The easiest way to turn a child’s positive behaviour into habit is through repetition and being consistent.  Early education is vital, and through your example of these habits and other adults you are exposing your child to, you create an environment that fosters growth and education. Without even realizing it your children are looking up to you for direction to guide and teach. Children learn through play and they remember when it is a fun experience. Your children then go on to form positive connections with their teachers at an early age. This not only helps your child to pick up these good habits daily but, it also creates a yearning to learn more. If your child is not enrolled in a full-time daycare or preschool program, you still have the option to expose them in a structured environment  by signing up for classes in perhaps, swimming, music, a library playgroup, or a local One o’clock club. Of course, teachers are just the start.  You’ll want to encourage the same ideas when you choose a regular babysitter or decide which of your friends are best to watch over your children. Assembling the proper group of adults to surround your children is definitely an ongoing process but I can tell you the rewards are real. Healthy self-esteem and worth, a positive parent-child dynamic, and your child, as they become older, feeling like an important member of a larger community, all comes from good role models both inside and outside the home.
So remember that one of the most important things you are teaching your child every day is what it means to be an adult. And other grownups are your best partners in that effort. Have fun sharing your kids from an early age. Allow them to learn from all those positive adults that surround them every day as it will help shape them into the caring conscientious adults you want them to be.

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Couples often spend years imagining and planning their path toward parenthood. They want to make sure that they are financially, physically, and emotionally prepared to welcome their little ones into their lives. So…when the children finally arrive, those best-laid plans usually go straight into the used diaper bin. Sound familiar? It can be quite surprising how much upheaval each new member of the family can bring. And yet, with all the ongoing adjustments and endless transitions, few challenges compare to the daily grind of caring for your children while maintaining a career.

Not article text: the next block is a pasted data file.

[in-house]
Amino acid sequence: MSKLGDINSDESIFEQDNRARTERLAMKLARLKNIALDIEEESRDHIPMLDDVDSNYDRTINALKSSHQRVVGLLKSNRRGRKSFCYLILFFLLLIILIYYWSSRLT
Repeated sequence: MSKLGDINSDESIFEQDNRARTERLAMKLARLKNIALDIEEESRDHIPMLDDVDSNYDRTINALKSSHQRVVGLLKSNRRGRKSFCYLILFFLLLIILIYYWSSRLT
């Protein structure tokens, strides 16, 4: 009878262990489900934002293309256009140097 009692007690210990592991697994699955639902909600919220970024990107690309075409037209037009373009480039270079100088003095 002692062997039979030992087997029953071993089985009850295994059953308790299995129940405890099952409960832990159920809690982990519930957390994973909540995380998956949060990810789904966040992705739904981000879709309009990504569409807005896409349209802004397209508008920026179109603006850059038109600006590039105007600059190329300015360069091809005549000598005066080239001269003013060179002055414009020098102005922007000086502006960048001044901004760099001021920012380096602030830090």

It was once assumed that women would stay home to raise children while men worked. (Also, diaper bin.) Now that those roles are no longer the norm, it’s often difficult for families to decide how they’ll manage childcare, career, and footing the bill for it all. Some formerly career-oriented parents find themselves eager to spend more time at home once a child arrives whilst others are still driven to climb the next rung on the company ladder. When the time comes to decide how you’ll balance your career ambitions while raising a child, you may want to keep these helpful suggestions in mind:

Be realistic about your budget: Yes, I know you have heard this before but, with childcare these days often eating up one parent’s full salary, it might make sense for either mom or dad to stay home. When deciding whether to be “house-bound” or to enlist help, parents must look at the decision from a long-term perspective — if taking a few years off would mean you would have to take a major pay cut when you re-enter the workforce, you may want to reconsider.

Give yourself a break: Every parent needs time off from changing diapers and reading storybooks. Even if you have to call in favors from family or hire a babysitter for date night, taking some child-free time for yourself will allow you to recharge and be a better parent in the long run. Perhaps in your neighborhood you could set up a token system where you can hand your chips in for free time with other parents. That way everyone comes out winning!

Set boundaries: When you’re relying on members of your inner circle for help with childcare, it’s easy to find yourself with too many cooks in the kitchen. Whether you’re dealing with a grandparent who is determined to sneak your children treats or a sibling whose style is stricter than yours, it’s imperative that you put your foot down when you feel your boundaries are being crossed. Just because you’re on the receiving end of a favor doesn’t mean you have tocompromise on your values. Clearly stating how you would feel supported encourages those around you to support you in the best way possible. At the end of the day it is about the children too.

Remember that it’s only temporary: Especially on days when you feel a little bit disheartened. It is definitely a marathon you are running and not a sprint. Stay present and be mindful of what you have accepted together. The first years of your child’s life may seem interminably long, but in the blink of an eye, they truly do become teenagers who want to spend as little time at home as possible as the world opens up to them. Parenting can make even the most compassionate individuals crazy once in a while! OMG! I feel like I have  been talking ga-ga for so many years so, keep this old adage in mind: the days are long, but the rewards are plenty…You’ll see!